1,400 from Pacific Air Forces preparing to deploy
August 4, 2005
MISAWA AIR BASE, Japan — About 1,400 airmen from Pacific Air Forces are preparing to deploy in September, mostly to support the global war on terrorism.
They’re part of the Air Force’s upcoming 120-day, September-January Aerospace Expeditionary Force rotation cycle.
Misawa Air Base in northern Japan and Elmendorf Air Force Base, Alaska, will be hit hardest. Misawa is to send some 300 airmen and Elmendorf, 600.
Pacific bases tapped for about 100 personnel each are Andersen Air Force, Guam; Eielson Air Force Base, Alaska; Hickam Air Force Base, Hawaii; Kadena Air Base, Okinawa; and Yokota Air Base, Japan, according to Capt. Eileen Kirkland, PACAF AEF policy and guidance expert.
Military officials, citing security, would not specify when personnel would deploy from the theater, saying only that they’re to depart throughout the next few months. Base spokesmen in Japan said only that their airmen were headed to Southwest Asia — but at least one official said Iraq was included. Kadena Air Base also is sending a team to Iceland.
Most Pacific bases have been tasked to support the upcoming phase, but Kirkland, in a written response to Stars and Stripes, said AEF requirements from the theater are not rising.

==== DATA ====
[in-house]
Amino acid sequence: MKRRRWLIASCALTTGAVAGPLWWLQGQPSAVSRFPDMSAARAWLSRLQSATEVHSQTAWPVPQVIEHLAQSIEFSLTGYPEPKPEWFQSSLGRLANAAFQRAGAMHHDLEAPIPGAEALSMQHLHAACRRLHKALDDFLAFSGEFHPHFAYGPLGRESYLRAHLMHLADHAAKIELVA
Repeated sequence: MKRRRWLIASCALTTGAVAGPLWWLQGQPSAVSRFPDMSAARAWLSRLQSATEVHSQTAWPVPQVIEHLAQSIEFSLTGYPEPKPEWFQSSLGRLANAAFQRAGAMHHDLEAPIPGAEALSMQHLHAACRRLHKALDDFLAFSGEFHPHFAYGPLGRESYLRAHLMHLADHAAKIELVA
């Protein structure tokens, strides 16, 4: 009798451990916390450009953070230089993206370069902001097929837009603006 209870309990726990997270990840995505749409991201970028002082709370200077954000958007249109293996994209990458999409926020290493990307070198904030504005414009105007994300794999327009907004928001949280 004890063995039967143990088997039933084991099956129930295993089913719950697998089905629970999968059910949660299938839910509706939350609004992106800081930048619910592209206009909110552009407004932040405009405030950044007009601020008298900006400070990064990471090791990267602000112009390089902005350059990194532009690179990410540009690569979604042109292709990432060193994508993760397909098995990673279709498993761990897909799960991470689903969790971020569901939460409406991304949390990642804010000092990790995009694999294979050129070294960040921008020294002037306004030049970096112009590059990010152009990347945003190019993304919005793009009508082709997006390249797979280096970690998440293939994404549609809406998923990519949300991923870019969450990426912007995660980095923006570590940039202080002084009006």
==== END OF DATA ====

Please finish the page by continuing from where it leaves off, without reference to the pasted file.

“PACAF bases have supplied between 1,200 and 1,400 airmen each AEF rotation since the summer of 2003,” when major air combat operations for Operation Iraqi Freedom ended, she said. “During the peak of OIF operations (spring 2003), more than 2,500 PACAF personnel were deployed.”
Each base is tapped twice per 20-month AEF cycle as the primary source for expeditionary combat support airmen, Kirkland said. Most bases, however, deploy some personnel during every rotation. Some low-density, high-demand forces — such as special-operations forces and air mobility operations — and stressed career fields may deploy more often or for longer periods, she said.
Kadena, for example, has “deployers going out in all cycles,” according to a written statement from public affairs officials. Though most 18th Wing squadrons will support the upcoming AEF, security forces will send the most airmen, they said.
At Yokota, officials said personnel from various squadrons and agencies would deploy, including airlift, security forces, civil engineer, communications, logistics readiness, operations support and aircraft maintenance.
Citing security reasons, Misawa officials declined to specify which units would deploy, saying “it will be a cross-section … from throughout base.” Security forces, civil engineer and services tend to be tapped most heavily “for any major AEF deployment,” they stated.
About 120 Pacific airmen will deploy during the next AEF to support Army missions, including convoy escort, detainee facility security and civil engineer jobs such as building water-purification plants, according to Kirkland.
Kadena is sending a small group of vehicle operators and security forces personnel to Camp Bullis and Lackland Air Force Base, Texas, and Shaw Air Force Base, S.C., for training designed to prepare for convoy escort duty, officials said.